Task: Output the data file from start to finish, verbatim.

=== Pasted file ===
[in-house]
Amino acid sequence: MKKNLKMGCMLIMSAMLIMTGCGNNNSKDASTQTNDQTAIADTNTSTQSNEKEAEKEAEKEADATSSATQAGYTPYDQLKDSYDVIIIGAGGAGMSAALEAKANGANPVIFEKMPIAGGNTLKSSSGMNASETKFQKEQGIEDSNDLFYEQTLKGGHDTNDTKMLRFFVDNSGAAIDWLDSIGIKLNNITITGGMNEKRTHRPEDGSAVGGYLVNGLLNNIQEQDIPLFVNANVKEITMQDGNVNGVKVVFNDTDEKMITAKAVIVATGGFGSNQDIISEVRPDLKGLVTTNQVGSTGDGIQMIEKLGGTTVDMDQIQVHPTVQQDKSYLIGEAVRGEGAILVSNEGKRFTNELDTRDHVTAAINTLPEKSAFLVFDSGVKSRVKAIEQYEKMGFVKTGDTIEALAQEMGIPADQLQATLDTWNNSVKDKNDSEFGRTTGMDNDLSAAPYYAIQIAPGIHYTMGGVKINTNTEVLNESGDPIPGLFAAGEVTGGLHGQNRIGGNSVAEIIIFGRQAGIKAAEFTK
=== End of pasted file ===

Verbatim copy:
[in-house]
Amino acid sequence: MKKNLKMGCMLIMSAMLIMTGCGNNNSKDASTQTNDQTAIADTNTSTQSNEKEAEKEAEKEADATSSATQAGYTPYDQLKDSYDVIIIGAGGAGMSAALEAKANGANPVIFEKMPIAGGNTLKSSSGMNASETKFQKEQGIEDSNDLFYEQTLKGGHDTNDTKMLRFFVDNSGAAIDWLDSIGIKLNNITITGGMNEKRTHRPEDGSAVGGYLVNGLLNNIQEQDIPLFVNANVKEITMQDGNVNGVKVVFNDTDEKMITAKAVIVATGGFGSNQDIISEVRPDLKGLVTTNQVGSTGDGIQMIEKLGGTTVDMDQIQVHPTVQQDKSYLIGEAVRGEGAILVSNEGKRFTNELDTRDHVTAAINTLPEKSAFLVFDSGVKSRVKAIEQYEKMGFVKTGDTIEALAQEMGIPADQLQATLDTWNNSVKDKNDSEFGRTTGMDNDLSAAPYYAIQIAPGIHYTMGGVKINTNTEVLNESGDPIPGLFAAGEVTGGLHGQNRIGGNSVAEIIIFGRQAGIKAAEFTK